Scientific hoaxes happen. Some scientists do indeed fake their discoveries.
A couple examples are given in this report by Discovery. Wherever you have people, you will have dishonesty, from unavoidable bias to outright chicanery.
On the other hand, every major hoax has been exposed by mainline scientists and reported in scientific literature. Far from a conspiracy or cover-up, science has proven to be set up for effective self-policing.
Today, I saw a video discussion between Wendy Wright, a representative of Concerned Women for America, and Richard Dawkins, the famous atheist scientist. In the discussion, Wendy Wright refers to the discovery of a tooth (actually two teeth) said by one scientist to belong to a primitive hominid, named hesperopithecus and popularly known as "Nebraska Man."
The tooth turned out to belong to an extinct pig.
Ms. Wright refers to that discovery as "fraud." She says that science should not "censor out the evidence that goes against evolution."
There's only one problem with the accusation that science or scientists are fraudulent: It was science and scientists that determined that the teeth—two of them—belonged to a species of pig.
Unlike Nebrask Man, Piltdown Man was in fact a deliberate hoax. In 1908—or maybe in 1912 or something in between—an amateur archaeologist by the name of Charles Dawson discovered a remarkably human skull near a remarkably ape-like jaw.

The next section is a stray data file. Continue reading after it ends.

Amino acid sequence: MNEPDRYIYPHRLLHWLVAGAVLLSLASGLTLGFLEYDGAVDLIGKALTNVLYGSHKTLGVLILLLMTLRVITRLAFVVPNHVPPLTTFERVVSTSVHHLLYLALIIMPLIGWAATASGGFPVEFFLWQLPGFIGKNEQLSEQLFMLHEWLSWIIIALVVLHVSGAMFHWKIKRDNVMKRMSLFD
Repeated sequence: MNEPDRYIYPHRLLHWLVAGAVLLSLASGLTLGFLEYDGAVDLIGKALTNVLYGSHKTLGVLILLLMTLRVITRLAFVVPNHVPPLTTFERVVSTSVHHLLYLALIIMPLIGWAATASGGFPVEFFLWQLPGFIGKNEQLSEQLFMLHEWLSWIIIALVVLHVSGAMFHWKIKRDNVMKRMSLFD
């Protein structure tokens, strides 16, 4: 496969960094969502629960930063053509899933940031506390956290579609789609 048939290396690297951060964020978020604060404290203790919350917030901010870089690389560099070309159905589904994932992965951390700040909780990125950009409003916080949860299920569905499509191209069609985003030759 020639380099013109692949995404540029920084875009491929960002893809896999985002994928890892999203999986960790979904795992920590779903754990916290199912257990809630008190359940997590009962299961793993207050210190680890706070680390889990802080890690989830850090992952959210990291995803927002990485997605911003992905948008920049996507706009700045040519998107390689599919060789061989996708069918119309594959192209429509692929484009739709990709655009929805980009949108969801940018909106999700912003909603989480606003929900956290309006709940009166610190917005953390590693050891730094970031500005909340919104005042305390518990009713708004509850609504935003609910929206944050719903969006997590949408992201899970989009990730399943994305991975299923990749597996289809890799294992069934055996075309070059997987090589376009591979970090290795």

Dawson was convinced they were associated; others doubted. Few suspected a deliberate hoax.
It was a hoax, though it was not discovered until 1953, when scientists were able to determine there was nothing ancient about the skull or the jaw. Both were modern, the skull human, the jaw orangutan.
Again, however, it was scientists who believe in evolution, not those who oppose evolution, who exposed the hoax, which was in doubt from the very beginning. In fact, it was a relief to be rid of Eanthropus dawsoni because it didn't fit well with other hominid fossils.
By the way, it is not known for certain whether Dawson was the perpetrator of the hoax or a victim, although he's obviously the prime suspect.
As I said, anywhere you have humans involved, especially if there are many of them, you will have dishonesty. One horrid Japanese scientist, for example, by the name of Shinichi Fujimura, set Japanese paleontology back 20 years with his scientific hoaxes. He was planting artifacts at night, then finding them by day.
I know of not one single case where a scientific hoax, an attempt to foist evolution on the public, has been exposed by those who oppose evolution. Oh, yes, there are invalid accusations made by anti-evolutionists, but not one valid exposed hoax.
Hoaxes are always exposed by legitimate scientists.
An example is archaeopteryx. Anti-evolutionists have taken numerous potshots at this important transitional fossil, but it stands as valid evidence of dinosaur to bird evolution. Recently, scientists moved it one step further from birds and closer to dinosaurs by doing intense analysis of growth patterns in archaeopteryx' bones.
This sort of thing, however, is not the revealing of a hoax, but the increase of knowledge through scientific study by scientists who are aware of the incontrovertible evidence for evolution.